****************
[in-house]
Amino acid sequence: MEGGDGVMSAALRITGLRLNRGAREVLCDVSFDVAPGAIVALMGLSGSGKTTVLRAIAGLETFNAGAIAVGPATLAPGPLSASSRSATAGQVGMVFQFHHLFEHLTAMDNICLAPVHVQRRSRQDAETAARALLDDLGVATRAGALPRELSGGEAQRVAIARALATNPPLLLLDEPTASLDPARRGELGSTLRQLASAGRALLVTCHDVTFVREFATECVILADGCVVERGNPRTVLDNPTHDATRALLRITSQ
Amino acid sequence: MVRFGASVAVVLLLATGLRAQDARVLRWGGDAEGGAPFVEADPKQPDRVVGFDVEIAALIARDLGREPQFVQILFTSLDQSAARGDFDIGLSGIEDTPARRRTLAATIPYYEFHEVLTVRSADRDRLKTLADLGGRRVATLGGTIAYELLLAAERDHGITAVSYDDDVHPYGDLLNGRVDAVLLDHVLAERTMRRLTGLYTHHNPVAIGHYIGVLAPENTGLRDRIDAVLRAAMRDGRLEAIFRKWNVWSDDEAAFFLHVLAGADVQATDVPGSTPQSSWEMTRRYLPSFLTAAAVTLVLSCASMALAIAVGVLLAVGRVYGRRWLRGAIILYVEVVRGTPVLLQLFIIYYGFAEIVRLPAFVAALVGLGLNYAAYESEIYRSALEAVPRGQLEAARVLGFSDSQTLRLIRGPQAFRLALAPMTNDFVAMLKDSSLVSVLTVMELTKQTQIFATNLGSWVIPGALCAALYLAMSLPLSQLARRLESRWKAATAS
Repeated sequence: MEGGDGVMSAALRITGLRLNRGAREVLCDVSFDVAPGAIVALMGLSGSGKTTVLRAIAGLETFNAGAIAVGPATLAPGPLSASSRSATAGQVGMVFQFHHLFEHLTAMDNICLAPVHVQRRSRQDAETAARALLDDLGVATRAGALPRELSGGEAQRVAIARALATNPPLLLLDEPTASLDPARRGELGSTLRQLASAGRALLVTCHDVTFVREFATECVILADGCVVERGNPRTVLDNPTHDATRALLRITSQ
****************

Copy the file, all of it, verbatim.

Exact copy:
[in-house]
Amino acid sequence: MEGGDGVMSAALRITGLRLNRGAREVLCDVSFDVAPGAIVALMGLSGSGKTTVLRAIAGLETFNAGAIAVGPATLAPGPLSASSRSATAGQVGMVFQFHHLFEHLTAMDNICLAPVHVQRRSRQDAETAARALLDDLGVATRAGALPRELSGGEAQRVAIARALATNPPLLLLDEPTASLDPARRGELGSTLRQLASAGRALLVTCHDVTFVREFATECVILADGCVVERGNPRTVLDNPTHDATRALLRITSQ
Amino acid sequence: MVRFGASVAVVLLLATGLRAQDARVLRWGGDAEGGAPFVEADPKQPDRVVGFDVEIAALIARDLGREPQFVQILFTSLDQSAARGDFDIGLSGIEDTPARRRTLAATIPYYEFHEVLTVRSADRDRLKTLADLGGRRVATLGGTIAYELLLAAERDHGITAVSYDDDVHPYGDLLNGRVDAVLLDHVLAERTMRRLTGLYTHHNPVAIGHYIGVLAPENTGLRDRIDAVLRAAMRDGRLEAIFRKWNVWSDDEAAFFLHVLAGADVQATDVPGSTPQSSWEMTRRYLPSFLTAAAVTLVLSCASMALAIAVGVLLAVGRVYGRRWLRGAIILYVEVVRGTPVLLQLFIIYYGFAEIVRLPAFVAALVGLGLNYAAYESEIYRSALEAVPRGQLEAARVLGFSDSQTLRLIRGPQAFRLALAPMTNDFVAMLKDSSLVSVLTVMELTKQTQIFATNLGSWVIPGALCAALYLAMSLPLSQLARRLESRWKAATAS
Repeated sequence: MEGGDGVMSAALRITGLRLNRGAREVLCDVSFDVAPGAIVALMGLSGSGKTTVLRAIAGLETFNAGAIAVGPATLAPGPLSASSRSATAGQVGMVFQFHHLFEHLTAMDNICLAPVHVQRRSRQDAETAARALLDDLGVATRAGALPRELSGGEAQRVAIARALATNPPLLLLDEPTASLDPARRGELGSTLRQLASAGRALLVTCHDVTFVREFATECVILADGCVVERGNPRTVLDNPTHDATRALLRITSQ